In debate previews, Allahpundit put odds against Obama, Tomasky recommended the element of surprise and Waldman advised connecting with voters. Galupo wondered whether Obama could take down Romney's hazy tax math, readers proposed debate questions and as Mark Salter said Romney didn't need to bring it, the Denver debate turned out not to have sealed the Romney deal in Ohio. Plus, Romney debated himself – and Tweet of the Day here.
In the latest polling, Andrew looked on in still more horror at Obama's post-Denver plummet as he shuddered at Obama's loss of the female vote. Romney pulled ahead in Florida, Silver argued the second is as important as the first debate and Nate Cohn discouraged against reading too much into Obama's Ohio lead. Paul Ryan envisioned himself as the economic Cheney, Romney's jobs plan disintegrated upon inspection and Hillary took the fall for Benghazi. As Bruce Bartlett eviscerated Romney's economic plan, the possibility that the Fed could cut off quantitative easing under Romney seemed likely. In ad coverage, Bill Clinton explained taxes and Jane Lynch led gay celebs in equality-promotion. Brad Plumer contextualized the shutdown of a stimulus-fundee, taxes subsidized the NFL ,and Michael Klarman reviewed the history of litigating gay life. And for a little levity, Romney's tax plan was revealed by Dems.
In assorted commentary, Andrew reflected on the strain of lying and his process of coming out as HIV-positive, Christopher Ryan discussed the first swingers, and Brendan O'Kane defended Mo Yan. Ned Hepburn hailed Seinfeld's low-budget show, Woodie Guthrie tinkered with his Dustbowl persona and readers offered more advice on New York Shitty. Felix Salmon pondered pumpkin flavor, advice columnists gave back, and as Craig Mod described his life with Fitbit, more people worked from home. FOTD here, VFYW here, MHB here, VFYW contest here and don't forget to ask Mark Bowden anything!
By Munir uz Zaman/AFP/Getty Images
In debate previews, moderator Candy Crowley ignored the campaigns, Scott Conroy framed what's a stake tomorrow for Romney and Scott Lemieux wondered about blank-spots in debate topics. Meanwhile, in polls, Andrew hailed stabilization in the race, Nate Cohn interpreted Romney's bounce, Drum noted the timing of Romney's surge, and as Silver tallied low odds for a Republican Senate, Frank Newport imagined a world without horserace polls.
Paul Ryan visited an empty soup kitchen, Seth Masket calculated the odds of a divided government and an electoral-college tie proved complicated. Reihan then addressed which tax deductions to scrap, Chait thought the Ryan plan could pass and Steve Benen summarized Obama's deficit reduction. Michael Phillips-Anderson considered the role of humor in campaigns, Jon Stewart ran an uncannily resonant FDR clip and Harvey Cormier reflected on Obama and American pragmatism. Morgan Freeman then narrated an Obama ad, Dr. Keith Ablow asked for Biden's alcohol level, and Eugene Jarecki linked the war on drugs and America's incarceration system. And as Beinart expected a military drawdown, soldiers committed suicide in record numbers. Plus, presidential emergency messages left Ambinder with mixed feelings.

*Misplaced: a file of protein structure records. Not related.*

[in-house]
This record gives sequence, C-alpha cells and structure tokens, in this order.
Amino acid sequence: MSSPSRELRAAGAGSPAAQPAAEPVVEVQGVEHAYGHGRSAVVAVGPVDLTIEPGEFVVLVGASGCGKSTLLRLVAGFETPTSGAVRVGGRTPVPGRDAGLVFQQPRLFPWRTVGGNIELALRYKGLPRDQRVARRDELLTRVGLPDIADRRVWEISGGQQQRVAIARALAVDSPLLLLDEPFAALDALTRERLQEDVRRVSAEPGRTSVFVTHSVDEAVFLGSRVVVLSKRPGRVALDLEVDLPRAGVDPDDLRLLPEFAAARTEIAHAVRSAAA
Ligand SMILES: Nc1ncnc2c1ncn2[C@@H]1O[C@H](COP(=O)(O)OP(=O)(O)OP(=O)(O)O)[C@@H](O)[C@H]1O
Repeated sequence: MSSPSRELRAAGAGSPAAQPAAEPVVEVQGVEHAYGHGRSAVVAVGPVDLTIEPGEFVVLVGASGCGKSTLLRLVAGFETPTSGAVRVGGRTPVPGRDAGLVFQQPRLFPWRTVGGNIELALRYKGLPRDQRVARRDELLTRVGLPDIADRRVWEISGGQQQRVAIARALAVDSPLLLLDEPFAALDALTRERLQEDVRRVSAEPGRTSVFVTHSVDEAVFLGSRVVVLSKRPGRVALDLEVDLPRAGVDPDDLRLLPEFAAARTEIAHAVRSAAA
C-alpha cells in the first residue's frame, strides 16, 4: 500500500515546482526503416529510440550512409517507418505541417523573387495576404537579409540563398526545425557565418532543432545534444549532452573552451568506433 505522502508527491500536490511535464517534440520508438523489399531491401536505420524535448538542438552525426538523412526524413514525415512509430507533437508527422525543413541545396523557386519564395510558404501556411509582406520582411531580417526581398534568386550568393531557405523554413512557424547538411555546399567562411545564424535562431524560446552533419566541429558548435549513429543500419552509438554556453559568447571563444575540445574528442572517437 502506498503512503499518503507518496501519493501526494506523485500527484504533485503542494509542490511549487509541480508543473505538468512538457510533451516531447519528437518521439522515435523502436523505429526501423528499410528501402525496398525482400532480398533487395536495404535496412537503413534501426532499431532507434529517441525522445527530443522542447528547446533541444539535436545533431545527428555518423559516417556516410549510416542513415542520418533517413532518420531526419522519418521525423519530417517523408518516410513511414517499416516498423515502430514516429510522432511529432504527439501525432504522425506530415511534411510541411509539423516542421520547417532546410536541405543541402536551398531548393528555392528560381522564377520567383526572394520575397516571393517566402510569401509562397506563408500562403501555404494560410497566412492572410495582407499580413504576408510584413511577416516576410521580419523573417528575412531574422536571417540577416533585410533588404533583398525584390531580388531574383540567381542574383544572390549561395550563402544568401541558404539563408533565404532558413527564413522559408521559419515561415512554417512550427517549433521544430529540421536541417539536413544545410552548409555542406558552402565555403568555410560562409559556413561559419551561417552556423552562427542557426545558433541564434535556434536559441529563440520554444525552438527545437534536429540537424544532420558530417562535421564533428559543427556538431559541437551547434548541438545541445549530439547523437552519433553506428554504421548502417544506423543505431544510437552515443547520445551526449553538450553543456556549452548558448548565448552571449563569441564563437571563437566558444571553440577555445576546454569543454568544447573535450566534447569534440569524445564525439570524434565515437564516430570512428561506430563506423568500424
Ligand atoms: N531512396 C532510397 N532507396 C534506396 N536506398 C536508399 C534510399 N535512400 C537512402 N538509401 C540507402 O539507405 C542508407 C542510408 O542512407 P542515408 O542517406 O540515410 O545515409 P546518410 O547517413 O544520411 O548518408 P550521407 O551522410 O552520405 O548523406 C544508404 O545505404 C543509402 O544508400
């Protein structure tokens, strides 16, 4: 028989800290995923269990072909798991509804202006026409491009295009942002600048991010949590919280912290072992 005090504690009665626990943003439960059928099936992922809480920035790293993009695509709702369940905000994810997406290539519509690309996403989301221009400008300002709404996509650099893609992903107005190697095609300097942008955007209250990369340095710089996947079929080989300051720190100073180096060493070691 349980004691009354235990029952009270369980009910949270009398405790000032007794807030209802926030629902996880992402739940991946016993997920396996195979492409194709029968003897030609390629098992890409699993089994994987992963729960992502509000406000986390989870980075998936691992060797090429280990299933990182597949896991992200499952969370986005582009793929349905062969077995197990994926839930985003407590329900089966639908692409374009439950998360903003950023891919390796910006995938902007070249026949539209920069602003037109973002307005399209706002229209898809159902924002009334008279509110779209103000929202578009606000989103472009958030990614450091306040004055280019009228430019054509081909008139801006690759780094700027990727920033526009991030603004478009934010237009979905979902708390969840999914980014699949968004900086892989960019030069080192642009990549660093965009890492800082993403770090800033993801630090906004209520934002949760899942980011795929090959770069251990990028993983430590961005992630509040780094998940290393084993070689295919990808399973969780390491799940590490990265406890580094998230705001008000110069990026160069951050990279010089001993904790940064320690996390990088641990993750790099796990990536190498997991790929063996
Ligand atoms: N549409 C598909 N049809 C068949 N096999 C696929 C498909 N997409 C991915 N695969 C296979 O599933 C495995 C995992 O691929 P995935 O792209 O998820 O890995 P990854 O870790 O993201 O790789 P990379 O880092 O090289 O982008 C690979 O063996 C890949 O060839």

And in assorted commentary, Andrew called Camille Paglia a "brilliantly insightful gay man resplendent in a female body," more readers weighed in on New York Shitty and Vikas Mehrota broke down the "cobra effect." Consumerism and conformity intruded on daily life, the social web darkened and heartbeat rates correlated closely with lifespans. FOTD here, MHB here and VFYW here.
Saturday and Sunday on the Dish, politics receded as matters of faith and love dominated our coverage. Andrew's summary of Obama's post-debate slide and updated thoughts on the election were the main commentary we provided on the horse race.
We ranged widely over the topics of religion and philosophy. On the themes of faith and doubt, Elizabeth Drescher complicated how we understand the rise of the nones, Lee McCracken sighed at the way fundamentalists read the Bible, Tim Muldoon described why learning doesn't threaten his faith, Kenneth Shepherd traced the evolution of atheism's meaning, Eliza Gray examined the strange alliance between Scientology and the Nation of Islam, Noah Millman contemplated prayer's relationship to boredom, and Sunday's brilliant poem from Henri Cole captured the struggle to believe. In philosophy coverage, Liel Liebovitz held that Judith Butler as an apt recipient of the Adorno Prize, Brian Leiter and Michael Weisberg proposed a way of thinking about our knowledge of the world, Paula Marantz Cohen lamented how little college students ponder death, and Chris Higgins riffed on another tranformative lecture from Alan Watts.
We also thought about love and sex this weekend. Chloe Angyal celebrated the intimacy of reading in bed with your significant other, Alex Heigl explained why Objectivism isn't for lovers, Christopher Ryan answered your questions about gangbang porn, Christopher Ferguson feared banning ex-gay therapy in CA might backfire, Tracy Clark-Flory reflected on the joys of traditional courtship, and Saturday's poem was a meditation on eros from Ralph Waldo Emerson.
In literary and cultural coverage, Goodreads charted the reading habits of Obama and Romney supporters, Peter Orner provided counterintuitive advice for writers, Joshua Rothman claimed Wuthering Heights is unadaptable for the big screen, Philip Maugham pondered the dying art of the handwritten note, and A Different L.A. showcased those who love and repair typewriters. William Kremer taught us about elevator etiquette, Jake Hanrahan interviewed an elite art smuggler, Keith Axline deconstructed Instagram's impact, Jacob Mikanowski gave us a tour of portraiture's history, Lynne Murphy offered a word of caution about importing your swear words, Roger Ebert mused on the ease with which we adopt our parents' religion, Peter Beinart responded to questions about the Jewish generational divide, and Willa Paskin expressed displeasure at the Romney campaign's adoption of the Friday Night Lights slogan.